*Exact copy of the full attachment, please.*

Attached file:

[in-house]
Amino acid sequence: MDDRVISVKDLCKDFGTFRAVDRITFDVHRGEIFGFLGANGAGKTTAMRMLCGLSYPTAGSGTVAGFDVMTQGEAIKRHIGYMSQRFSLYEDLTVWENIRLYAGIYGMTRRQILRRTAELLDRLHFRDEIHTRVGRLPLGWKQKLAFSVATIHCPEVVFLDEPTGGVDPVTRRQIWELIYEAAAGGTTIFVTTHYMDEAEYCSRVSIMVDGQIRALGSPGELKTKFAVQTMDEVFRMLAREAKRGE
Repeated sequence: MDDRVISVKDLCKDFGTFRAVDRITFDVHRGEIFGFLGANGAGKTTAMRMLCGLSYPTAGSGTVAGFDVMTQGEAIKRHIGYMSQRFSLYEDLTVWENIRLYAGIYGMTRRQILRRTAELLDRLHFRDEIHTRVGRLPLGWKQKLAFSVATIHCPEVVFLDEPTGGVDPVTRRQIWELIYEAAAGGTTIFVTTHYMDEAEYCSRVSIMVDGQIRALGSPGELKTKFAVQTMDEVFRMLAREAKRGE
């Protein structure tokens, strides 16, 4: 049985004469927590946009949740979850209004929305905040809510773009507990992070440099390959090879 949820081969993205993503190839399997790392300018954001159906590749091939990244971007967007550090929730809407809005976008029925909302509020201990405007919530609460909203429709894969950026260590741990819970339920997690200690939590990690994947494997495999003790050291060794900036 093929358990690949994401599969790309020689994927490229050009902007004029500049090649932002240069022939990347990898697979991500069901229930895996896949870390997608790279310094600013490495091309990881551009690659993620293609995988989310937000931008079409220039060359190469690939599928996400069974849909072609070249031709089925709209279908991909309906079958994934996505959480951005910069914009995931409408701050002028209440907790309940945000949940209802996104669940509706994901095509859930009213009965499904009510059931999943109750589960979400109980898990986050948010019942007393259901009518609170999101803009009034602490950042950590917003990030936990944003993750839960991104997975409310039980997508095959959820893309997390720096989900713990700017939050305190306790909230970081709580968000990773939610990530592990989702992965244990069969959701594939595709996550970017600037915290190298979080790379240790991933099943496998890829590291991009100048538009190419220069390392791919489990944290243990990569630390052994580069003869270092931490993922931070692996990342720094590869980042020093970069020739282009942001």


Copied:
[in-house]
Amino acid sequence: MDDRVISVKDLCKDFGTFRAVDRITFDVHRGEIFGFLGANGAGKTTAMRMLCGLSYPTAGSGTVAGFDVMTQGEAIKRHIGYMSQRFSLYEDLTVWENIRLYAGIYGMTRRQILRRTAELLDRLHFRDEIHTRVGRLPLGWKQKLAFSVATIHCPEVVFLDEPTGGVDPVTRRQIWELIYEAAAGGTTIFVTTHYMDEAEYCSRVSIMVDGQIRALGSPGELKTKFAVQTMDEVFRMLAREAKRGE
Repeated sequence: MDDRVISVKDLCKDFGTFRAVDRITFDVHRGEIFGFLGANGAGKTTAMRMLCGLSYPTAGSGTVAGFDVMTQGEAIKRHIGYMSQRFSLYEDLTVWENIRLYAGIYGMTRRQILRRTAELLDRLHFRDEIHTRVGRLPLGWKQKLAFSVATIHCPEVVFLDEPTGGVDPVTRRQIWELIYEAAAGGTTIFVTTHYMDEAEYCSRVSIMVDGQIRALGSPGELKTKFAVQTMDEVFRMLAREAKRGE
């Protein structure tokens, strides 16, 4: 049985004469927590946009949740979850209004929305905040809510773009507990992070440099390959090879 949820081969993205993503190839399997790392300018954001159906590749091939990244971007967007550090929730809407809005976008029925909302509020201990405007919530609460909203429709894969950026260590741990819970339920997690200690939590990690994947494997495999003790050291060794900036 093929358990690949994401599969790309020689994927490229050009902007004029500049090649932002240069022939990347990898697979991500069901229930895996896949870390997608790279310094600013490495091309990881551009690659993620293609995988989310937000931008079409220039060359190469690939599928996400069974849909072609070249031709089925709209279908991909309906079958994934996505959480951005910069914009995931409408701050002028209440907790309940945000949940209802996104669940509706994901095509859930009213009965499904009510059931999943109750589960979400109980898990986050948010019942007393259901009518609170999101803009009034602490950042950590917003990030936990944003993750839960991104997975409310039980997508095959959820893309997390720096989900713990700017939050305190306790909230970081709580968000990773939610990530592990989702992965244990069969959701594939595709996550970017600037915290190298979080790379240790991933099943496998890829590291991009100048538009190419220069390392791919489990944290243990990569630390052994580069003869270092931490993922931070692996990342720094590869980042020093970069020739282009942001």